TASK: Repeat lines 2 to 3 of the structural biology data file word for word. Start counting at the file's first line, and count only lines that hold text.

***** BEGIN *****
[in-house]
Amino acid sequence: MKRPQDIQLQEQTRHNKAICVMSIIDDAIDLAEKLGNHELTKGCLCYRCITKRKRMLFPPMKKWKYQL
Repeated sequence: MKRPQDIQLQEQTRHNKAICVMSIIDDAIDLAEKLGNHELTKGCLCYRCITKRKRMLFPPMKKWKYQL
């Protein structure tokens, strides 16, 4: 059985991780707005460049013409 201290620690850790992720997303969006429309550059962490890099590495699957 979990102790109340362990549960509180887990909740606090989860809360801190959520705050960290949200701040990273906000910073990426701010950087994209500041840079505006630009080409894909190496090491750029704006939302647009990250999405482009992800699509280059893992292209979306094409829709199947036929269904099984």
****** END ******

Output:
Amino acid sequence: MKRPQDIQLQEQTRHNKAICVMSIIDDAIDLAEKLGNHELTKGCLCYRCITKRKRMLFPPMKKWKYQL
Repeated sequence: MKRPQDIQLQEQTRHNKAICVMSIIDDAIDLAEKLGNHELTKGCLCYRCITKRKRMLFPPMKKWKYQL